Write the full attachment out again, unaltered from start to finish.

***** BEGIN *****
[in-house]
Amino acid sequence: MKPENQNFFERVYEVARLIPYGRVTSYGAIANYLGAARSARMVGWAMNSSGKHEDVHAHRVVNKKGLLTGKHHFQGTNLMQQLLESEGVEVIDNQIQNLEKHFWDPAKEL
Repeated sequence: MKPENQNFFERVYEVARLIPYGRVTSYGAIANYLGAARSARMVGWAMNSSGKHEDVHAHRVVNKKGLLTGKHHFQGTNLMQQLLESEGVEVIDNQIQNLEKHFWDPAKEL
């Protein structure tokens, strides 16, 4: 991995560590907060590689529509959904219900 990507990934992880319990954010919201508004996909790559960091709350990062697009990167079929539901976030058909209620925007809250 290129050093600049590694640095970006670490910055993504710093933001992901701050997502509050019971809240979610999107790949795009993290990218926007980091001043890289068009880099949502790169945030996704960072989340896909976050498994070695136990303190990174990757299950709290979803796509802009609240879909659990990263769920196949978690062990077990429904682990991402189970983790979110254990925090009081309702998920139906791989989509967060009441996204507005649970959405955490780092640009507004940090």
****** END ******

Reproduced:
[in-house]
Amino acid sequence: MKPENQNFFERVYEVARLIPYGRVTSYGAIANYLGAARSARMVGWAMNSSGKHEDVHAHRVVNKKGLLTGKHHFQGTNLMQQLLESEGVEVIDNQIQNLEKHFWDPAKEL
Repeated sequence: MKPENQNFFERVYEVARLIPYGRVTSYGAIANYLGAARSARMVGWAMNSSGKHEDVHAHRVVNKKGLLTGKHHFQGTNLMQQLLESEGVEVIDNQIQNLEKHFWDPAKEL
């Protein structure tokens, strides 16, 4: 991995560590907060590689529509959904219900 990507990934992880319990954010919201508004996909790559960091709350990062697009990167079929539901976030058909209620925007809250 290129050093600049590694640095970006670490910055993504710093933001992901701050997502509050019971809240979610999107790949795009993290990218926007980091001043890289068009880099949502790169945030996704960072989340896909976050498994070695136990303190990174990757299950709290979803796509802009609240879909659990990263769920196949978690062990077990429904682990991402189970983790979110254990925090009081309702998920139906791989989509967060009441996204507005649970959405955490780092640009507004940090």